Electrode Encapsulation

Tissue encapsulation of implanted neural stimulating electrodes


I want to turn your attention to tissue encapsulation of electrodes and leads. When we build a neural prosthesis, our objective is to place an electrode, in a stable location, and close to the target tissue. The electrode location is most likely some distance from the electrical current source, requiring a conduction lead, probably a metal. For these purposes I’m going to assume that the materials use in the electrode are “biocompatible”, meaning that they do not elude something that produces at chronic inflammatory response that would compromise the functionality of the implanted device. Teflon, silicone rubber, platinum, and stainless steel are commonly use materials and are believed to qualify as biocompatible.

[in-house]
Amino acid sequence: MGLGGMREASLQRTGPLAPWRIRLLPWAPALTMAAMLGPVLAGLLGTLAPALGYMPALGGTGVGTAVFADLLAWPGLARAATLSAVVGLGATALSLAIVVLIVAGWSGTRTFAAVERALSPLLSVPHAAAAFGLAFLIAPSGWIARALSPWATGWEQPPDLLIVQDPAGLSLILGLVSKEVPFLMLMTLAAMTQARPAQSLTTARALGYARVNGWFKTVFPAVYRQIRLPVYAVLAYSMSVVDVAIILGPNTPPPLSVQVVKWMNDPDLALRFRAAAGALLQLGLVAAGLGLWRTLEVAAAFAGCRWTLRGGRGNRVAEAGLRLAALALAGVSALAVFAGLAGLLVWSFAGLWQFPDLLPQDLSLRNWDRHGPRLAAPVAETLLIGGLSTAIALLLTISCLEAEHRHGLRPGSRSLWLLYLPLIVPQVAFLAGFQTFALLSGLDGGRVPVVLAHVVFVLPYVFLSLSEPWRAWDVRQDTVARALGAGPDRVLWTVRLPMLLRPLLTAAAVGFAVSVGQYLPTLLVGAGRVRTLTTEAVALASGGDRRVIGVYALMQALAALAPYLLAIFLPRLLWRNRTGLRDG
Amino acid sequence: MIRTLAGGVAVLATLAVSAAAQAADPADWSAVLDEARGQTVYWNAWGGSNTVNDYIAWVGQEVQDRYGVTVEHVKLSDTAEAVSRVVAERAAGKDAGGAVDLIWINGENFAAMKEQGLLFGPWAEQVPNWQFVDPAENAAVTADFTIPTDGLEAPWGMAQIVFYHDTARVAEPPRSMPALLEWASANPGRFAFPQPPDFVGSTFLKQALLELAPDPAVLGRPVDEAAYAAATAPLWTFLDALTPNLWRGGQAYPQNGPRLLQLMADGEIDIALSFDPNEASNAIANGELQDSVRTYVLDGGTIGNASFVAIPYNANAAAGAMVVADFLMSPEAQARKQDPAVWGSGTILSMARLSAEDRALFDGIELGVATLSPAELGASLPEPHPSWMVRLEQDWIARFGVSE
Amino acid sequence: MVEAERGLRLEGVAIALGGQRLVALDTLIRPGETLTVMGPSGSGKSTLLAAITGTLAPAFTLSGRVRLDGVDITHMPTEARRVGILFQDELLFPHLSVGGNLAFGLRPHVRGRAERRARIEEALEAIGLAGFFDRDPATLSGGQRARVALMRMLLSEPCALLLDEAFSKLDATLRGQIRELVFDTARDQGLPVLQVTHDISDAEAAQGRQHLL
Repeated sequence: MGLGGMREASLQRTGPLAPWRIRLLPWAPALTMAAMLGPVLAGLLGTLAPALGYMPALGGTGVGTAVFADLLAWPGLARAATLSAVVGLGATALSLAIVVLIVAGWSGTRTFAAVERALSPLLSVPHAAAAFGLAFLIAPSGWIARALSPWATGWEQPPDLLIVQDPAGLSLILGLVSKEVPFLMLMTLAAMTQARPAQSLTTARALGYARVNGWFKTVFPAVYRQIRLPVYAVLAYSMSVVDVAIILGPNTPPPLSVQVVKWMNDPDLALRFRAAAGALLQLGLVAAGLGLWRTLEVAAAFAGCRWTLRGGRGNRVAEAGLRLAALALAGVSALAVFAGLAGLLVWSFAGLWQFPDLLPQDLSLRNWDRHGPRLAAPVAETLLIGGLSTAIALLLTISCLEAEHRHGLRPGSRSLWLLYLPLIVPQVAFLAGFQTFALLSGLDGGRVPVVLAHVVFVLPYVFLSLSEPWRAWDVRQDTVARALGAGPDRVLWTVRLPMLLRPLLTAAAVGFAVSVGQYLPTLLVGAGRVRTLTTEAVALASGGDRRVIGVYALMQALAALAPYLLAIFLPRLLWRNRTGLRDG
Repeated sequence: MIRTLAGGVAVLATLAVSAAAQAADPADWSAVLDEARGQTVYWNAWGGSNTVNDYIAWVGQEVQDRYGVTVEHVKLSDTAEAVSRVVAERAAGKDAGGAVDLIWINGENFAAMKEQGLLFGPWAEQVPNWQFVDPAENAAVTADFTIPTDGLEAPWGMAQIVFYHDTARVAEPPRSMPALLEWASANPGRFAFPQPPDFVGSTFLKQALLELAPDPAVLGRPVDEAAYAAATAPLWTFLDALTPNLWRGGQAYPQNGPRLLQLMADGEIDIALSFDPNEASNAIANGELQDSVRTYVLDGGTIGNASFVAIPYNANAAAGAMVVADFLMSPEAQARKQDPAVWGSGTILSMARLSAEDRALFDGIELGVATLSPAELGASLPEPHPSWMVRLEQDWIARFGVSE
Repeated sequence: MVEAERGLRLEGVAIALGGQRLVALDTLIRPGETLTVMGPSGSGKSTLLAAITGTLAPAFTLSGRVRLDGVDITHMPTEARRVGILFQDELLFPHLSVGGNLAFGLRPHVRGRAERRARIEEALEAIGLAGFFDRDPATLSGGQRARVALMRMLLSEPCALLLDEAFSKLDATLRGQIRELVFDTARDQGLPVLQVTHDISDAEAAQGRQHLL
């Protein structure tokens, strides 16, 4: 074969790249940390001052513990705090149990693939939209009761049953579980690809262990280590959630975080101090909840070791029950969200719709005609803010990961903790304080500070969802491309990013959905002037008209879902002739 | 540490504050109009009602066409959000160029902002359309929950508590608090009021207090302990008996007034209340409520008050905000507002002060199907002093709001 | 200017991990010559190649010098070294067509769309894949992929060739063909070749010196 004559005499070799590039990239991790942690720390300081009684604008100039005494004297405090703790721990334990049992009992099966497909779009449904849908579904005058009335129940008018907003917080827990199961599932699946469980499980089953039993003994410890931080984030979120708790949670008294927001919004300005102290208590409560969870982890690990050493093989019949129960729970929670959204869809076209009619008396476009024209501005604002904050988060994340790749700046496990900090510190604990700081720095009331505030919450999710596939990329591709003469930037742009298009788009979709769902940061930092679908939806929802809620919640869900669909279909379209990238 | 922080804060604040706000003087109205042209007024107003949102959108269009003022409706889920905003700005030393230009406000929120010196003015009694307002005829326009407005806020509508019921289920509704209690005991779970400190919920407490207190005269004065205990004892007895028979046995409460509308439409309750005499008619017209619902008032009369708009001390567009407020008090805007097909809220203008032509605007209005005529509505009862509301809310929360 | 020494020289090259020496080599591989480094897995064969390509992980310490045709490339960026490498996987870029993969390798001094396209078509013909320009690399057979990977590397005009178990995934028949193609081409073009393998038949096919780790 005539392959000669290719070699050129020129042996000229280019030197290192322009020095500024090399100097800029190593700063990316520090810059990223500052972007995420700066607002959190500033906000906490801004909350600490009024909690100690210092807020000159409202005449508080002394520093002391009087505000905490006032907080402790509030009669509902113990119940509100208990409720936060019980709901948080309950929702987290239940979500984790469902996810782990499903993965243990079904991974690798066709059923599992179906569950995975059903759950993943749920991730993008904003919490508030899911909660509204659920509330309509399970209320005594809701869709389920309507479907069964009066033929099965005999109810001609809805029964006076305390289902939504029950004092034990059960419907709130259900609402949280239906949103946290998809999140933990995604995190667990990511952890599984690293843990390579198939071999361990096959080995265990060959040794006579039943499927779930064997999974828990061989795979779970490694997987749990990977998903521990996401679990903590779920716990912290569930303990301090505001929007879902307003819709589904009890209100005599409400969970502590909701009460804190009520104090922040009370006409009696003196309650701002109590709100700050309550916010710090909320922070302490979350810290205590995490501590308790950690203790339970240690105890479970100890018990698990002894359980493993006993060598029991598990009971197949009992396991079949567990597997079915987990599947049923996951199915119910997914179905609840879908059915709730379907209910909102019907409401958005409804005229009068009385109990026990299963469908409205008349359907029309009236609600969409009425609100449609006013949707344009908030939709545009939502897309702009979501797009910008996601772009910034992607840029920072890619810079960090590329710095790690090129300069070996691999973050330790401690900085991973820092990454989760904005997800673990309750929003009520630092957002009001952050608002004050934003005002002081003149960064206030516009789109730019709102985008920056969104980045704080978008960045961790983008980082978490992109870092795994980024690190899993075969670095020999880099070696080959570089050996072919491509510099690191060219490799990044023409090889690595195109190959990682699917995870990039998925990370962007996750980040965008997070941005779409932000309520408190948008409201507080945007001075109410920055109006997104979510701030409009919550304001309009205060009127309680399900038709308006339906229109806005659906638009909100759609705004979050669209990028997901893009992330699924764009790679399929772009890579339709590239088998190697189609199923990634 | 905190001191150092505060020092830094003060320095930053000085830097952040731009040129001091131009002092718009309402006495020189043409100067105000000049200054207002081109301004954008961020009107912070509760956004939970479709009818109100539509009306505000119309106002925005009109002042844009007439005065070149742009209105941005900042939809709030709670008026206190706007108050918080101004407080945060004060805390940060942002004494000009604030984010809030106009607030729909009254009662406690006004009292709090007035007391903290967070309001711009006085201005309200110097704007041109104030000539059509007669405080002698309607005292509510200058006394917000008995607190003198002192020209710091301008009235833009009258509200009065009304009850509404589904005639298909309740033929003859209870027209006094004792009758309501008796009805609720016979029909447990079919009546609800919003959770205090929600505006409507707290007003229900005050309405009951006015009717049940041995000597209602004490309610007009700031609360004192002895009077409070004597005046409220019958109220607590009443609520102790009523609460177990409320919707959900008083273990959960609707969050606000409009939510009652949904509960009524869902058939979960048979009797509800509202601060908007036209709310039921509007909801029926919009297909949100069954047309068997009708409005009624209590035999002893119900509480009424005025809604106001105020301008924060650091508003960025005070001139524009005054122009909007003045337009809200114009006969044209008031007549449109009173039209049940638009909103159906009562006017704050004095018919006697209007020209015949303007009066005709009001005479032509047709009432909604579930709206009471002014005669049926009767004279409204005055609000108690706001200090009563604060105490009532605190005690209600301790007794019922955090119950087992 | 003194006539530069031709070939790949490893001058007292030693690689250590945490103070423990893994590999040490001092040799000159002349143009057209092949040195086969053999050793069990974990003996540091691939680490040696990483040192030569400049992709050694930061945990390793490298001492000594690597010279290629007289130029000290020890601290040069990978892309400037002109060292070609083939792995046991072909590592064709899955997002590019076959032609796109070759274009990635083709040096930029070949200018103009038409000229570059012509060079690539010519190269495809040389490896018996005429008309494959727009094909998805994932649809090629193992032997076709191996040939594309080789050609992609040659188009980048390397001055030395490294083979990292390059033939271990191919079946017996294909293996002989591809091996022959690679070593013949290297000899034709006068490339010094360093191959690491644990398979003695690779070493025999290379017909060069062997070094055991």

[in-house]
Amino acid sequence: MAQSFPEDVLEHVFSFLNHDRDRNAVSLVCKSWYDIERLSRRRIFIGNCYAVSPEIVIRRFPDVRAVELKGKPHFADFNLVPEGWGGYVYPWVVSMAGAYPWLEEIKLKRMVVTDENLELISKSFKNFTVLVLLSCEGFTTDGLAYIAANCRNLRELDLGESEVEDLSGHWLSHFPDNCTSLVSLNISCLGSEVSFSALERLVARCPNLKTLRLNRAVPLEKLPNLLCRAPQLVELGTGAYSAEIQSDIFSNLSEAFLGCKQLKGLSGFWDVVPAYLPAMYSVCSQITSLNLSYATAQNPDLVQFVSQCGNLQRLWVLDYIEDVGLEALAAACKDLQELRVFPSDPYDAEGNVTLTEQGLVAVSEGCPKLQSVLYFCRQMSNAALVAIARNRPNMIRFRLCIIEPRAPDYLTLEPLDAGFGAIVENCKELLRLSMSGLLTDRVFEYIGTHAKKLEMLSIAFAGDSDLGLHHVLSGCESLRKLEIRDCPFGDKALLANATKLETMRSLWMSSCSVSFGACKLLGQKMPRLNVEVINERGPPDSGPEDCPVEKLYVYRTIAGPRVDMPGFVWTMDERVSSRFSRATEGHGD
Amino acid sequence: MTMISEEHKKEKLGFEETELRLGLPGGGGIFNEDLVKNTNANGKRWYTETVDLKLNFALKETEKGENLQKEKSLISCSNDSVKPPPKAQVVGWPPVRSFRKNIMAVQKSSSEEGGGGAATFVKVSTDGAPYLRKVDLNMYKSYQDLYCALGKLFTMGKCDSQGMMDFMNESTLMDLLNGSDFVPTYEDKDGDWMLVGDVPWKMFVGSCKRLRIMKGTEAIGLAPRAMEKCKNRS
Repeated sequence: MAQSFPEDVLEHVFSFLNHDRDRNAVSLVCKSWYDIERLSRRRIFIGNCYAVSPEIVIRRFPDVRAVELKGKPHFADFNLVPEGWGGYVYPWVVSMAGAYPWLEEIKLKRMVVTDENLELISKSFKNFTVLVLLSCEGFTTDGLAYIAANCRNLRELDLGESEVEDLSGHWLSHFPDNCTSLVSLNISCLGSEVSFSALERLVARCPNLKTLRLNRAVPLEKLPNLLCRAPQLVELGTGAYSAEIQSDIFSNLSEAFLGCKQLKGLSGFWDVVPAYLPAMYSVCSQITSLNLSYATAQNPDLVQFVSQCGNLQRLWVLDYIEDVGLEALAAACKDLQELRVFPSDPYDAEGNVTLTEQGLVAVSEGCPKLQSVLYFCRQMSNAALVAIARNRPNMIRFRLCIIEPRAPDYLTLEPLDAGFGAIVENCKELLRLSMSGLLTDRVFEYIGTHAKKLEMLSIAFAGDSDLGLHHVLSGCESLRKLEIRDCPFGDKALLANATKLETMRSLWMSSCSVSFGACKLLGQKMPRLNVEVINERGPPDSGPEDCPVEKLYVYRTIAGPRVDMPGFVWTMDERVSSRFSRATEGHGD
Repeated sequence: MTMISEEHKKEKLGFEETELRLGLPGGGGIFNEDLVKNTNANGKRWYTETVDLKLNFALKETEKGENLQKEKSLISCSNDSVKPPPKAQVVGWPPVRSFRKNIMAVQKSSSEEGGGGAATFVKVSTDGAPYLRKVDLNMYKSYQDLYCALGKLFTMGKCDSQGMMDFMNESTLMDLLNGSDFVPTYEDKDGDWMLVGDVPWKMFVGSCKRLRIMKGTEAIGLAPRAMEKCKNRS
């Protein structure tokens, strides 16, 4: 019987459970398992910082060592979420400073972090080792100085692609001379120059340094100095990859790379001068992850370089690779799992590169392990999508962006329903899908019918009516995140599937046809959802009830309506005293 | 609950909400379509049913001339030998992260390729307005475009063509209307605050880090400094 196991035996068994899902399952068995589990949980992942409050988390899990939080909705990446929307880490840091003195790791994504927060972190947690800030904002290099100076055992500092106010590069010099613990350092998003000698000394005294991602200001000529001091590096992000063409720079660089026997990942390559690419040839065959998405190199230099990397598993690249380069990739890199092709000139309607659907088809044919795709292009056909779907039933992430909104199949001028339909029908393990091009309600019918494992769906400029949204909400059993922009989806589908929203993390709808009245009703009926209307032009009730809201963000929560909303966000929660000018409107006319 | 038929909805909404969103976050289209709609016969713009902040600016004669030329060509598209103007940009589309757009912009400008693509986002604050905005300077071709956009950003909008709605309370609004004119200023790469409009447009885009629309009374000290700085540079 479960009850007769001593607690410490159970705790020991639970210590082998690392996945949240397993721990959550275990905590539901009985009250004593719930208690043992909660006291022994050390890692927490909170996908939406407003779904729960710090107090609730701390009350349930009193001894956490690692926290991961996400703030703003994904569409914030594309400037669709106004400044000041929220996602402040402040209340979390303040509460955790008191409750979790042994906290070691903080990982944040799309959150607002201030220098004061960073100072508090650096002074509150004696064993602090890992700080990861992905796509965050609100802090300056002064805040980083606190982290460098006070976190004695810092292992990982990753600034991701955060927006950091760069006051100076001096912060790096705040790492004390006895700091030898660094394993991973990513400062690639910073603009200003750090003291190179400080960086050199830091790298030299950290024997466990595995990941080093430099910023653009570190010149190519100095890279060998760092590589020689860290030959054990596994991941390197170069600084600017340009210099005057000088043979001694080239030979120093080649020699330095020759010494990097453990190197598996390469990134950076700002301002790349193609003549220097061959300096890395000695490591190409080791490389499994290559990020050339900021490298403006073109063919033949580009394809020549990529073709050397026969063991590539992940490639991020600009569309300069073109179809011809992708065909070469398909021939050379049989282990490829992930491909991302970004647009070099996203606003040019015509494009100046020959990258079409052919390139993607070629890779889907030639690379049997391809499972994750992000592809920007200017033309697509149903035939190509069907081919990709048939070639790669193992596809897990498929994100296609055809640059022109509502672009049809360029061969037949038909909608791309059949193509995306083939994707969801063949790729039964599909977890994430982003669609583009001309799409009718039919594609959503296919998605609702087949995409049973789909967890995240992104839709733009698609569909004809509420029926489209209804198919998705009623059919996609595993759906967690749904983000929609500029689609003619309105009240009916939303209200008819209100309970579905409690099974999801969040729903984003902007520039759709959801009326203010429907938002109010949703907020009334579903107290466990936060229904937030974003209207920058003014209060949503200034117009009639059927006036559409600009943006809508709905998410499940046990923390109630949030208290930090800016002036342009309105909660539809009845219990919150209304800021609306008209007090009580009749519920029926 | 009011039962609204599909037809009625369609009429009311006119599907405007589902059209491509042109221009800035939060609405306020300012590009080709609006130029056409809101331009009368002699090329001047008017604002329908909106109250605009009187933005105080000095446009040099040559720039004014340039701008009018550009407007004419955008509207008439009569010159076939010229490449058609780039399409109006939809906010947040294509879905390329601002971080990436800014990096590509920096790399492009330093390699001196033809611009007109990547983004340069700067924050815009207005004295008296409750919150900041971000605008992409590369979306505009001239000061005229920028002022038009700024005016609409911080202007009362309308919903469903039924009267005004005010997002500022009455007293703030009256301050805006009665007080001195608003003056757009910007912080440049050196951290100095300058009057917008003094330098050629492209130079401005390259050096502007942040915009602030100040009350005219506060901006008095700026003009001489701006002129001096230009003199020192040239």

The cells that develop around our implant, encapsulate the device. This encapsulation provides two very important functions: First it mechanically stabilizes the position of the electrode relative to the target tissue, and second, it provides a barrier to pathogens that could compromise the life-time of the device.

Shown here is a cuff type electrode fabricated from silicone rubber, having a platinum contact, and a Teflon insulated stranded stainless steel lead for connection to a stimulator either inside the body or, outside, making it a percutaneous lead in that case. The lead is shown here in a scanning electron micrograph. The tissue layer encapsulating the lead section is shown here and the encapsulation surrounding the silicone rubber cuff is shown here. In my judgement, the ideal encapsulation is a thin sheet of tightly connected cells; thin to minimize the current scattering barrier and tight to maximize the efficacy as a pathogen barrier.